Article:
Obama: 'I still don't feel responsible' for Trump's win

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President Barack Obama kicked off his last official overseas trip in Greece on Tuesday saying he isn't to blame for Donald Trump's victory in the wake of an election that has left foreign leaders skittish about the next administration.

Obama, when asked by NBC News about whether he feels personally responsible for the election of Trump — seen as a referendum on his last eight years in office — the president said: "I still don't feel responsible for what the president-elect says or does," while acknowledging that the GOP nominee's win was a way for Americans to "shake things up."

Related: Obama meets with Trump

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President Obama meets with Trump
U.S. President Barack Obama meets with President-elect Donald Trump (L) in the Oval Office of the White House in Washington November 10, 2016.REUTERS/Kevin Lamarque
U.S. President Barack Obama (R) meets with President-elect Donald Trump to discuss transition plans in the White House Oval Office in Washington, U.S., November 10, 2016. REUTERS/Kevin Lamarque
U.S. President Barack Obama meets with President-elect Donald Trump (L) in the Oval Office of the White House in Washington November 10, 2016.REUTERS/Kevin Lamarque
U.S. President Barack Obama (R) meets with President-elect Donald Trump to discuss transition plans in the White House Oval Office in Washington, U.S., November 10, 2016. REUTERS/Kevin Lamarque
U.S. President Barack Obama meets with President-elect Donald Trump (L) in the Oval Office of the White House in Washington November 10, 2016.REUTERS/Kevin Lamarque
U.S. President Barack Obama meets with President-elect Donald Trump to discuss transition plans in the White House Oval Office in Washington, U.S., November 10, 2016. REUTERS/Kevin Lamarque
U.S. President Barack Obama (R) greets President-elect Donald Trump in the White House Oval Office in Washington, U.S., November 10, 2016. REUTERS/Kevin Lamarque
U.S. President Barack Obama meets with President-elect Donald Trump (L) to discuss transition plans in the White House Oval Office in Washington, U.S., November 10, 2016. REUTERS/Kevin Lamarque
Obama and Trump discussed a range of domestic and foreign policy topics at the White House during their first meeting since Trump's stunning election victory.
U.S. President Barack Obama shakes hands with President-elect Donald Trump (L) to discuss transition plans in the White House Oval Office in Washington, U.S., November 10, 2016. REUTERS/Kevin Lamarque TPX IMAGES OF THE DAY
U.S. President Barack Obama (R) greets President-elect Donald Trump in the White House Oval Office in Washington, U.S., November 10, 2016. REUTERS/Kevin Lamarque
U.S. President Barack Obama shakes hands with President-elect Donald Trump (L) to discuss transition plans in the White House Oval Office in Washington, U.S., November 10, 2016. REUTERS/Kevin Lamarque
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Obama said his view of globalization and increased international relations runs counter to what Trump had campaigned on.

"Time will now tell whether the prescription being offered — whether Brexit or the U.S. election — actually ends up satisfying people who have been angry ... or concerned," Obama added in a joint news conference with Greek Prime Minister Alexis Tsipras.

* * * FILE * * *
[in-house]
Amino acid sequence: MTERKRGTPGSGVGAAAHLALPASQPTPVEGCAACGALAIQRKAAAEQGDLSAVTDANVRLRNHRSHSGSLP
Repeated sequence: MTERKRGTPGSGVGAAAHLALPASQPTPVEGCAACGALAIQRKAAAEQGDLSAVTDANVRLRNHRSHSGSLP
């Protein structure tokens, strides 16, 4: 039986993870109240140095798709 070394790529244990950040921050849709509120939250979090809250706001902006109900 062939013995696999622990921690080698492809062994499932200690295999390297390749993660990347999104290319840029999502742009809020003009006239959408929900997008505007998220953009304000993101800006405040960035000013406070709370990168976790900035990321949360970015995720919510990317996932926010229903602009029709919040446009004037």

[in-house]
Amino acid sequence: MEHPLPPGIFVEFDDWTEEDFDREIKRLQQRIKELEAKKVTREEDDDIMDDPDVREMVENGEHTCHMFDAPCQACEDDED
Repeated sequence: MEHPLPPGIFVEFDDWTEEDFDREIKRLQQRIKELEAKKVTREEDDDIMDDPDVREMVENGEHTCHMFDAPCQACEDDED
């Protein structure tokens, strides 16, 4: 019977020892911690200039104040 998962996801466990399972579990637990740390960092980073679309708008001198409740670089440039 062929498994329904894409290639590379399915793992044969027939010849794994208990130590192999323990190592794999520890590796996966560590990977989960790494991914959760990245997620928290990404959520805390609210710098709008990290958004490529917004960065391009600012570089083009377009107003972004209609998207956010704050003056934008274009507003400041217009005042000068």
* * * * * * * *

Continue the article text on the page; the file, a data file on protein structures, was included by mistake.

Following the divisive presidential election which saw the Republican nominee win the White House, Obama has had to allay fears following campaign rhetoric that suggested the president-elect is willing to abandon NATO allies if other partner nations don't pay more as part of the military alliance.

But after a meeting with Trump at the White House last week, Obama said Monday he remains "encouraged" by him and that he personally reaffirmed a commitment to NATO.

Obama's seven-day farewell foreign tour includes visiting the ancient Acropolis before traveling Wednesday to Germany to meet with German Chancellor Angela Merkel and other European heads of state.

The outgoing commander in chief will also arrive in Peru later in the week for the Asia Pacific Cooperation summit, which will bring together Pacific nation leaders. Russian President Vladimir Putin is among the expected attendees.

A Kremlin spokesman reportedly said Putin and Obama may meet on the sidelines of the summit to discuss the ongoing conflict in Syria.

Bill Clinton was the last U.S. president to visit Greece in 1999. The nation in recent months has been grappling with a migrant and refugee crisis coupled with a difficult climb out of a deep recession that forced a string of unpopular austerity measures. Greek leaders are hoping Obama can help convince their nation's international creditors, including Germany, to forgive some of its soaring debt.

Obama praised Greece for being among the five countries of the 28-member NATO alliance who have met a requirement to pay 2 percent or more of their respective country's GDP on their own military defense.

Related: Obama Races to Protect His Legacy From Trump

The other nations include the United States, the United Kingdom, Estonia and Poland.

"Greece has done this even during its difficult economic times," Obama told reporters. "If Greece can meet this commitment, all of the nations should be able to."

Greek President Prokopis Pavlopoulos earlier thanked Obama upon his arrival and said the U.S. and Greece share a "solidarity ... throughout deep and painful economic and social crisis."

"I'm certain your successor, Mr. Trump, will continue on the same path," Pavlopoulos said.

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